In 1990, the United States Supreme Court handed down Employment Division v. Smith, a case in which the Court, in an opinion written by Justice Antonin Scalia, went way beyond the facts of the
case to fashion a new rule - that any challenges to statutes brought under the free exercise (of religion) clause would fail if government simply showed that the it had a reason to adopt the law and that it applied to everyone. The old Sherbert test, which required that government show a compelling interest in any law substantially burdening religion, was tossed out.
Scalia's pronouncement was opposed by the likes of Justices Brennan, Marshall, and Blackmun, the latter writing the dissent arguing that the Sherbert test be kept to protect religion.
The decision sparked outrage across the country. Liberal and conservative groups joined together to push for the adoption of a national Religious Freedom Restoration Act which would restore the Sherbert compelling interest test. In support of the RFRA, the American Civil Liberties Union stated:
For two centuries, the guarantees of the First Amendment has proven to be the boldest and most successful experiment in religious liberty the world has known," Peck added. "A disastrous and erroneous decision by the Supreme Court three years ago has threatened to derail that experiment and make religious freedom a matter of legislative grace. Such an approach is inconsistent with our constitutional heritage and the level of protection the courts afford all other fundamental rights."
In Employment Division v. Smith (1990), the U.S. Supreme Court rejected the traditional tests for evaluating infringements of religious liberty and effectively read the Free Exercise Clause out of the First Amendment. As Justice Blackmun's dissent correctly put it, the Court's "holding dramatically departs from well-settled First Amendment jurisprudence . . . and is incompatible with our Nation's fundamental commitment to individual religious liberty." The Religious Freedom Restoration Act attempts to restore the previous status quo, under which religious practices must be accommodated unless a compelling governmental interest can be demonstrated and advanced in the least restrictive manner.In 1997, the Supreme Court held that federalism principles prevented the RFRA's application to free exercise challenges to state laws unless states adopt their own RFRA. So several states began that task. Indiana was late to the game, not getting around to it until this year.
Certainly the Libertarian Party, which claims to be a defender of the Constitution, does not think that religious freedom enshrined in that document should be a "matter of legislative grace?" Well, at least here in Indiana, the answer is a definite "yes."
In response to the firestorm following Governor Pence signing RFRA, Dan Drexler, Chairman of the Indiana Libertarian Party declared in a press release that the "law needs to be repealed." In support for this declaration, Drexler stated:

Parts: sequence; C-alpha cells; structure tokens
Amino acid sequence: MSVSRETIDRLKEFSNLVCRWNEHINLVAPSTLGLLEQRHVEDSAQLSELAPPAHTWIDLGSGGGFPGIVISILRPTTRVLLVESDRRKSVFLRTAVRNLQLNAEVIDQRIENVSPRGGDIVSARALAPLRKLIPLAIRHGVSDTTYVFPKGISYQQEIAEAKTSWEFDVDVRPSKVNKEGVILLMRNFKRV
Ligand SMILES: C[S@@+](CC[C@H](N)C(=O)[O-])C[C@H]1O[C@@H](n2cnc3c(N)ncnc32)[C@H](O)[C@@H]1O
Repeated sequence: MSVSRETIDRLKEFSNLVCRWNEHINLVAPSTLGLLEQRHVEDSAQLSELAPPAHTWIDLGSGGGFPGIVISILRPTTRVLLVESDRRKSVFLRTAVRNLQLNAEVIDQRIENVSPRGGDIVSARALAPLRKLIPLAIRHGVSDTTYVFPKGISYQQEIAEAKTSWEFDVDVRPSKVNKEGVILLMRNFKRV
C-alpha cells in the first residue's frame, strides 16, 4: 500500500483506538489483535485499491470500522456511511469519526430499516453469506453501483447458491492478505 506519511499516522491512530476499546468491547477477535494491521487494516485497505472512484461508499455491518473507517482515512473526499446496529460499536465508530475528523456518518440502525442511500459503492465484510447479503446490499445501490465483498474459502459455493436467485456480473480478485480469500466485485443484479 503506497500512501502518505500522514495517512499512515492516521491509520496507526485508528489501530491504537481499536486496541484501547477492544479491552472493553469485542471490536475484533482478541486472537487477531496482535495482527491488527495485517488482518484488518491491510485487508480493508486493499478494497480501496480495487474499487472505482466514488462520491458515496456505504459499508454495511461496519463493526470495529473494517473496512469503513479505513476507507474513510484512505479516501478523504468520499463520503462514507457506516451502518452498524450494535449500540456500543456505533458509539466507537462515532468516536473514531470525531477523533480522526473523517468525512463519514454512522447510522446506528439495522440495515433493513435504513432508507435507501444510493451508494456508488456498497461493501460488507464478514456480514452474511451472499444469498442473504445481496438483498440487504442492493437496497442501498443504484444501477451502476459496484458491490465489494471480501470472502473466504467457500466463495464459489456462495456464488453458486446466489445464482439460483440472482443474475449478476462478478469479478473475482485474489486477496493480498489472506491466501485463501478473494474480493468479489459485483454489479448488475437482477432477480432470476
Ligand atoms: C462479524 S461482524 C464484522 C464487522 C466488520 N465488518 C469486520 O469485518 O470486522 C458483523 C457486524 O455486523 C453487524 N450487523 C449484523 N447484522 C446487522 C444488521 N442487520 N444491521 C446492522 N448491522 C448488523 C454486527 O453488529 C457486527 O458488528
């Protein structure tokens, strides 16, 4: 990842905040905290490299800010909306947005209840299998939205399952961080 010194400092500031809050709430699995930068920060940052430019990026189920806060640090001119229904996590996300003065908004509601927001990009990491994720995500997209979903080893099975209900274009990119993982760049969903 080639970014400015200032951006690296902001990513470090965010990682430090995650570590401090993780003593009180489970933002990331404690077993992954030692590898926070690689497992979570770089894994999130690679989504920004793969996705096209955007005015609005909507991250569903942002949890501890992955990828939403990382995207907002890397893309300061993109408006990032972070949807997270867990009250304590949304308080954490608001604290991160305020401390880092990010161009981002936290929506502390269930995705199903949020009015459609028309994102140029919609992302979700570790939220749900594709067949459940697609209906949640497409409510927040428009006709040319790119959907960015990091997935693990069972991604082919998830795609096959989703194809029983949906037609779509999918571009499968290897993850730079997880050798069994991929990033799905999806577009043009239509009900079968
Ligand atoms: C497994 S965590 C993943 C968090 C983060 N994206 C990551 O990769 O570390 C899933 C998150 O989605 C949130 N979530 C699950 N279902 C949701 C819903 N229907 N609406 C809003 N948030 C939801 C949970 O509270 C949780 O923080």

When a state’s governor goes on national television and explains that a bill he just signed into law needs clarification, you know the bill is a troubled piece of legislation.
When state legislative leaders from that same governor’s party hold a press conference to explain that the legislation they just recently passed needs to be revisited and clarified, you know the bill is a troubled piece of legislation.Drexler does not point to anything in the original RFRA that needed clarification. Scores of law professors had stepped forward explaining what the bill does, why it is needed and that it doesn't "license discrimination." (Here is one example.) Drexler ignores all that, simply assuming that the firestorm against the bill and stated need for clarification must have been legitimate rather than what it actually was - a response to a highly successful campaign of demagoguery and disinformation.
Unfortunately, Indiana’s GOP legislative majority authored a bill that slants the “two-way tolerance” Governor Pence sought solidly in one direction. In doing so, [the majority] jeopardized what otherwise could have been a bill celebrated by all.Really? How does the bill slant tolerance "solidly in one direction?" Once again Drexler doesn't explain what he means. Instead of judging the bill on its merits, and putting principle above politics, Drexler and other Libertarians chose to jump on the bogus "license to discriminate" bandwagon to bash the Governor and the Republican majority in the legislature for supporting a bill that actually protects religious freedom.
While I always had differences with the Libertarian Party, I have long admired that the party stood up for the Constitution and liberty, even when it was not popular to do so. Now I find out that when it comes to the religious freedom enshrined in the Constitution, Libertarians are quite comfortable picking politics over principle, the Constitution, and liberty.